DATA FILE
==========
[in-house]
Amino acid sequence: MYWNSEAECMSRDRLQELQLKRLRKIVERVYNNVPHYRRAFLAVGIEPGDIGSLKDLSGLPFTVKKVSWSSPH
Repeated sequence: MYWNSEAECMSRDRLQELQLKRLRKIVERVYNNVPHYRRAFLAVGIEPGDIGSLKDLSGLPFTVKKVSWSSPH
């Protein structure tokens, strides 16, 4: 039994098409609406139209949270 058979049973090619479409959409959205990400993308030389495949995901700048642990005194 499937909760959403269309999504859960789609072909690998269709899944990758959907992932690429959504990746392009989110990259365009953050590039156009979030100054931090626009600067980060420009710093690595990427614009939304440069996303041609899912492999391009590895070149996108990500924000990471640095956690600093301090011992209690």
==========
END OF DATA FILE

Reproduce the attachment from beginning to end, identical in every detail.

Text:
[in-house]
Amino acid sequence: MYWNSEAECMSRDRLQELQLKRLRKIVERVYNNVPHYRRAFLAVGIEPGDIGSLKDLSGLPFTVKKVSWSSPH
Repeated sequence: MYWNSEAECMSRDRLQELQLKRLRKIVERVYNNVPHYRRAFLAVGIEPGDIGSLKDLSGLPFTVKKVSWSSPH
């Protein structure tokens, strides 16, 4: 039994098409609406139209949270 058979049973090619479409959409959205990400993308030389495949995901700048642990005194 499937909760959403269309999504859960789609072909690998269709899944990758959907992932690429959504990746392009989110990259365009953050590039156009979030100054931090626009600067980060420009710093690595990427614009939304440069996303041609899912492999391009590895070149996108990500924000990471640095956690600093301090011992209690």